The Stakeout (or as the common people call it, a Tac-14 or Shockwave) is a different animal than a regular shotgun. Its like the difference between an AK and an AR. They are used in a different manner and from each other. First a discussion on the traditional use of a Shotgun with a bead. The stock and mount are crucial. Sports Shotgunners take great pains to fit their stocks because the stock places the face and the eye in the same place every time...hopefully anyway. The eye is in essence the rear sight...and the bead is the front sight. This works well enough unless you are shooting an extremely tight pattern...or slug rounds. With the Stakeouts, the rear sight...ie., the stock, is missing. And what happens is that Tac-14 (yes...I am going to use the words...Stockless Shotguns) users will always tend to shoot high. The reasons are two fold. One is the desire to keep the pistol grip lower than the face. Two is the way the stockless shotgun recoils (see the videos), back and down. Third is the... Read more →


Continuing with the discussions on marksmanship, an important pair of aspects are the issues of breathing and coordinating it with trigger press. One is strictly skill related, the other is skill and gear related. Breathing is a muscular action, whether voluntary or involuntary. The muscular action of breathing, or of holding the breath creates movement, which is the bane of a stable shooting platform. Not an issue in run-and-gun CQB, but a crucial consideration for accurate shooting anytime that a crucial shot is needed. In sniper school we teach the natural respiratory pause. And we find that method works admirably when shooting a pistol as well. We breathe normally...maybe taking a deep breath or two, and then allowing the air to expel naturally from the lungs without forcing it. At the point that the lungs feel "empty", you will have between 6 to 10 seconds of oxygenated blood flowing before the breathing must resume. Its during that period of time where, maintaining the visual focus on the sights or red dot, you begin pressing the trigger. That is the timing.... Read more →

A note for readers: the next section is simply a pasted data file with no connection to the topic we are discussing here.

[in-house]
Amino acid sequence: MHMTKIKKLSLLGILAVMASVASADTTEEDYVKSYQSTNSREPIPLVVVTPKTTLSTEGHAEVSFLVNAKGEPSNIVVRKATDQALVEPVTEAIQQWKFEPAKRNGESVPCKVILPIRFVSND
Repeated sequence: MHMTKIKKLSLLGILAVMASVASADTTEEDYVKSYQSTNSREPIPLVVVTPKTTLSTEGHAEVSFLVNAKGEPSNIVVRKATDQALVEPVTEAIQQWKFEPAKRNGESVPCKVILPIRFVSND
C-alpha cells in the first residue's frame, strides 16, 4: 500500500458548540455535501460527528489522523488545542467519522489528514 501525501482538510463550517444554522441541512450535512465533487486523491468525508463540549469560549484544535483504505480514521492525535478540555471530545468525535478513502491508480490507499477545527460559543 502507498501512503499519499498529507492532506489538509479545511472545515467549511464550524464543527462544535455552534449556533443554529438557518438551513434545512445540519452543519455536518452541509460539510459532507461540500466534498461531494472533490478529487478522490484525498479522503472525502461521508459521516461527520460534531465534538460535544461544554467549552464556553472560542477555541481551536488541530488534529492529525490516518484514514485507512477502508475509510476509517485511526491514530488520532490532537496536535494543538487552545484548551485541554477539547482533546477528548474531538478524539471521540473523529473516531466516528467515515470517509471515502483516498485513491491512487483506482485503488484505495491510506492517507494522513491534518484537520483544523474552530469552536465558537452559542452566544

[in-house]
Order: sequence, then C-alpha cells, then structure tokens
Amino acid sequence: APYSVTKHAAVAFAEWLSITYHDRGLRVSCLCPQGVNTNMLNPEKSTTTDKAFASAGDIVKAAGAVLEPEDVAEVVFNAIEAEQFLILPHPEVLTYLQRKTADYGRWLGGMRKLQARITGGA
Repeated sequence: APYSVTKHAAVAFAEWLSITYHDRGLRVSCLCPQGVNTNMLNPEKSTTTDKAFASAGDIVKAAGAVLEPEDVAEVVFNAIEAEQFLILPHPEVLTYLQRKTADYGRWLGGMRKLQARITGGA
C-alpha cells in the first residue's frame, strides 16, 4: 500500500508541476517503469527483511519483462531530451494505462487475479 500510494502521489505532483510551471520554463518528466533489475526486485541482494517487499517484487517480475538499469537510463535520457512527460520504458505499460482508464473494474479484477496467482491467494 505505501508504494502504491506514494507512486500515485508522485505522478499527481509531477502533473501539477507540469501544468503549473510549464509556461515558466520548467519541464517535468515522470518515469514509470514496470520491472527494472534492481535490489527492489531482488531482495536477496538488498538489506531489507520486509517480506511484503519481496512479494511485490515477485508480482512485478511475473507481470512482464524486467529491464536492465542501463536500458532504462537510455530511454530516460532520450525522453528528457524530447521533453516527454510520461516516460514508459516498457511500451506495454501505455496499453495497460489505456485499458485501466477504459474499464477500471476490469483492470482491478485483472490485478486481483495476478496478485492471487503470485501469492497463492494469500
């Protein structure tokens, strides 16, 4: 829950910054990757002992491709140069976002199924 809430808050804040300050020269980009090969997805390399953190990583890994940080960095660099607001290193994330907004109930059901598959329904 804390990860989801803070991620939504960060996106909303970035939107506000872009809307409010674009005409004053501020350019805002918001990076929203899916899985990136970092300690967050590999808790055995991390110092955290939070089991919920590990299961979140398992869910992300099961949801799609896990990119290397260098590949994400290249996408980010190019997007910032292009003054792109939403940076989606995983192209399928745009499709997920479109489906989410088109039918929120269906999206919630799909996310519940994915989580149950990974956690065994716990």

Which one? Well, it depends. To simply suggest you always do it the same way regardless shows a complete lack of understanding about the fundamentals of marksmanship. So unless you can guarantee that all your gunfights will be in elevators with obese aggressors, read on. The question of sighting with with one eye or two eyes while shooting has been around for a long time. As in much of what we are doing, it is a matter of context and distance. If you are fighting a bad guy at five feet as you explode off the x, intent on shooting him to the ground, keeping both eyes open and focusing on the threat will work fine. Try the same thing at 7 yards, shooting past an innocent, and your results will not be as good. As most things, it depends on the problem at hand. Like degrees of movement (from stationary to sprinting), the use of the pistol's sights (from focus on sights to focus on threat), the rate of fire (from carefully pressing the trigger to machinegun mashing it... Read more →


Remington sends out many of their shotguns and weapons based on shotguns with two dimples in the magazine tube. This was a manufacturing shortcut for Remington, but the effect is that it prevents installation of any magazine extension on the weapon. So if your Remington has dimples, no matter whether you want to add a Suarez Plus one, or any other company's extensions, it will not work right, and you will not be able to add any more rounds than the four that fit in the dimpled magazine. Solutions? Remove the dimples. Many will try to do this at home with varying success, often damaging the magazine tube or leaving unsightly holes in the tube. The problem is that if you mess it up, it creates far more problems than sending your 870 to us for work. A far better solution is to send the 870 to us for dimple removal. Our gunsmiths have the tooling and expertise to make the dimples go away and allow you to mount any magazine extension you wish on your 870. REMOVE THE DIMPLES... Read more →


Time for a perspective check. Every so often, the temptation returns to us all. It could be the Youtube video with the cool guy doing something really fast. It could be the competitive shooter running a stage. But the bug nibbles on your earlobe. "Gooooooo fassssssterrrrr". I have my opinions on this. I have read all the old time killers. Askins was the quintessential killer. I read everything about him. I think we would have been the best of friends actually. I have read Jordan. He is reported to have done some killing but nothing of record that I can find. And Bryce...he was quite the killer. And I worked with a great many killers in the old days. What all the killers shared as of the utmost importance was not speed. What the killers shared was not blinding speed. It was the ability to make a deliberate decision to kill that man standing there in front of them, diregarding whether that man be in the process of deciding what to do, drawing a weapon, or already have begun shooting.... Read more →